“I have just finished reading Tomatoland, by Barry Estabrook, and learned a great deal – most of it not very nice – about how Floridians grow most of the tomatoes we eat when local ones are not available.
Most of the book is about the workers who are exploited. Many are illegal immigrants from Mexico and other Central American countries and because they are afraid of being caught, they are open to exploitation. Some are literally slaves – bought and sold by “owners”, living in squalid conditions and never earning enough to get out of debt.
The tomatoes grow on sand, so all of the nutrients are supplied, mainly as chemical fertilizer. There is a hardpan layer below the sand which holds rainwater and irrigation water; if there’s too much, the fields are drained; if there’s not enough, they are irrigated.
The fields are fumigated with one of the most toxic pesticides on the market, a product that also is far more damaging to the ozone layer than hydrocarbofurans that were banned years ago.
Because Florida is so humid and hot, pests and diseases are a major threat. Pesticides are the answer. More types and greater volumes are applied to Florida tomato fields than for any other vegetable crop. Unfortunately, all too often the workers are soaked in pesticides….”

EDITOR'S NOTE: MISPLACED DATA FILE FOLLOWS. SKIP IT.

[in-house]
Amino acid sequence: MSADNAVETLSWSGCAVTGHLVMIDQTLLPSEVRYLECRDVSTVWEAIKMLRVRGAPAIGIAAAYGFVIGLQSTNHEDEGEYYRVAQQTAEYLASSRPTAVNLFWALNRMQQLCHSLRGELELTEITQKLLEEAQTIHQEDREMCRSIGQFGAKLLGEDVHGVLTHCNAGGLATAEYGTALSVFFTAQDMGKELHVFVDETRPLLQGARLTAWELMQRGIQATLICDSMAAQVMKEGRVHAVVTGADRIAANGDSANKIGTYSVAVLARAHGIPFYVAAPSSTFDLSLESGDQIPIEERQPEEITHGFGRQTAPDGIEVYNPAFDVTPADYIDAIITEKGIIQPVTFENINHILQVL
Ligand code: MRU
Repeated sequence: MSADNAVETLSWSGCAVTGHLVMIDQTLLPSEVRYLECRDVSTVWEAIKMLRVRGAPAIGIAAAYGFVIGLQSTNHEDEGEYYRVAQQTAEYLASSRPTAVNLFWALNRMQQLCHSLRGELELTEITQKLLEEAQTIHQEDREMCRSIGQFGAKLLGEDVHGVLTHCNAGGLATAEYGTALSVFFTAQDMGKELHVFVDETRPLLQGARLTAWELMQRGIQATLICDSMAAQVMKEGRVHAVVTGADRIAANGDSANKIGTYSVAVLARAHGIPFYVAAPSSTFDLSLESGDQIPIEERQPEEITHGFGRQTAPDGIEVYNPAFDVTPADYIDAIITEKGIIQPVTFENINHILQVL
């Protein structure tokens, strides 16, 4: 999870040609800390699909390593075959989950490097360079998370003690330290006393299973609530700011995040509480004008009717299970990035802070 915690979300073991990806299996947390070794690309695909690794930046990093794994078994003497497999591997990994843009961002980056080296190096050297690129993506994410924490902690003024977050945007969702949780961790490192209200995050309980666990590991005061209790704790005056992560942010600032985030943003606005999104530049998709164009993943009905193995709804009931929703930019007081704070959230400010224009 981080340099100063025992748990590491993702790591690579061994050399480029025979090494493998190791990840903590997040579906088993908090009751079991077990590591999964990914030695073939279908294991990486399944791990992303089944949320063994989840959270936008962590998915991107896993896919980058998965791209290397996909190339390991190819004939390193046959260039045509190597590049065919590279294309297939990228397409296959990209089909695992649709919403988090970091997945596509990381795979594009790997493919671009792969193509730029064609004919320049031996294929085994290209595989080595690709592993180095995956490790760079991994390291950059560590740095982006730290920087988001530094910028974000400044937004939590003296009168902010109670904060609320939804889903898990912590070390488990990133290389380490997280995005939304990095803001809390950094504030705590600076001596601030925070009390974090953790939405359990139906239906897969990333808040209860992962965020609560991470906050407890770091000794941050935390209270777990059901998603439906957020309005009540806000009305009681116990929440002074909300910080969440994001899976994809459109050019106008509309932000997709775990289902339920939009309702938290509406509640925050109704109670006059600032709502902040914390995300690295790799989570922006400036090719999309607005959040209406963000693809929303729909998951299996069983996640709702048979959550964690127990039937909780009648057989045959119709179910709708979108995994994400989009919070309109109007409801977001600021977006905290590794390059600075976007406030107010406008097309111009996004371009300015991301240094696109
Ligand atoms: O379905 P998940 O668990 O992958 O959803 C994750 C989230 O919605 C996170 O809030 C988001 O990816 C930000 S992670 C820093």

2 responses to “Cardboard tomatoes from Florida”
Your soil descriptions are accurate for many parts of Florida. nematodes are very bad, and yes dangerous chemicals are used by many, but there are organic growers and plenty of CSA’s.
Exploited is a relative term. People usually take advantage of the best options available to them rather than a lesser option. Perhaps we should be looking at reasons that people have so few options?
One reason I am personally aware of is the draconian FL building code. Four years ago I could have bought 5 acres of agricultural land in Central Fl for $25,000. The catch is there were the insane, draconian FL building codes. I would have needed another $100,000 to build a storm trooper approved home. That ended that dream. I am sure there are similar State created artificial barriers to many of those working in the fields.
Don’t demonize all of the business’s either. Many small business owners these days pay 50% or more of their gross to government. To believe that, that does not effect what an employee can pay is being naive. Perhaps looking at our tax rate is more appropriate. Serfs in the middle ages only paid their lords 10% of what they produced I am told. We are told that we are free, but we pay 500% of what mid-evil serfs paid in taxes.
I think the author offers a simplistic analysis of the many factors that are involved, and creates an us against them socialist mind set, rather than recognizing the real problems that do have free market solutions.
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